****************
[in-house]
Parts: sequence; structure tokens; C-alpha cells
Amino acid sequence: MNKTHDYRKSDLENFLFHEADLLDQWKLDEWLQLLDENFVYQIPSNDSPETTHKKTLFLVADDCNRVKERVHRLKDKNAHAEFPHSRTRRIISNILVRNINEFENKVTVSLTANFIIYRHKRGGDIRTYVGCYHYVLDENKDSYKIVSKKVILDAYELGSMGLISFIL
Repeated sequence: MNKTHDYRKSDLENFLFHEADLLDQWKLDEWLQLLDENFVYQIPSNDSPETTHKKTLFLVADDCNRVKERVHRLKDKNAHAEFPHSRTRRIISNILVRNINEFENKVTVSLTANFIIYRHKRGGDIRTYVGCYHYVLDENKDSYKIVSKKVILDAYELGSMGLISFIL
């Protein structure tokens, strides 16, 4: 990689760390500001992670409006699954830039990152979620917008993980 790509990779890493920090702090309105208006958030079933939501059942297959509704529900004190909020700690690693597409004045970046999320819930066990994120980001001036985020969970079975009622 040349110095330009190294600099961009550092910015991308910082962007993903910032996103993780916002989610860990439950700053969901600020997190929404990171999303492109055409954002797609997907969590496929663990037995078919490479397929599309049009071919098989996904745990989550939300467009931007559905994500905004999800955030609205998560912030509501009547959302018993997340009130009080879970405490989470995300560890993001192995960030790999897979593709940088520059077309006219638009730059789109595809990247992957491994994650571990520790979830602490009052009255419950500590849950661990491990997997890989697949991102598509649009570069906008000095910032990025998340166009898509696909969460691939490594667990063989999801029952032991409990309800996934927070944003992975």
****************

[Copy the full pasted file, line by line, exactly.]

[in-house]
Parts: sequence; structure tokens; C-alpha cells
Amino acid sequence: MNKTHDYRKSDLENFLFHEADLLDQWKLDEWLQLLDENFVYQIPSNDSPETTHKKTLFLVADDCNRVKERVHRLKDKNAHAEFPHSRTRRIISNILVRNINEFENKVTVSLTANFIIYRHKRGGDIRTYVGCYHYVLDENKDSYKIVSKKVILDAYELGSMGLISFIL
Repeated sequence: MNKTHDYRKSDLENFLFHEADLLDQWKLDEWLQLLDENFVYQIPSNDSPETTHKKTLFLVADDCNRVKERVHRLKDKNAHAEFPHSRTRRIISNILVRNINEFENKVTVSLTANFIIYRHKRGGDIRTYVGCYHYVLDENKDSYKIVSKKVILDAYELGSMGLISFIL
């Protein structure tokens, strides 16, 4: 990689760390500001992670409006699954830039990152979620917008993980 790509990779890493920090702090309105208006958030079933939501059942297959509704529900004190909020700690690693597409004045970046999320819930066990994120980001001036985020969970079975009622 040349110095330009190294600099961009550092910015991308910082962007993903910032996103993780916002989610860990439950700053969901600020997190929404990171999303492109055409954002797609997907969590496929663990037995078919490479397929599309049009071919098989996904745990989550939300467009931007559905994500905004999800955030609205998560912030509501009547959302018993997340009130009080879970405490989470995300560890993001192995960030790999897979593709940088520059077309006219638009730059789109595809990247992957491994994650571990520790979830602490009052009255419950500590849950661990491990997997890989697949991102598509649009570069906008000095910032990025998340166009898509696909969460691939490594667990063989999801029952032991409990309800996934927070944003992975």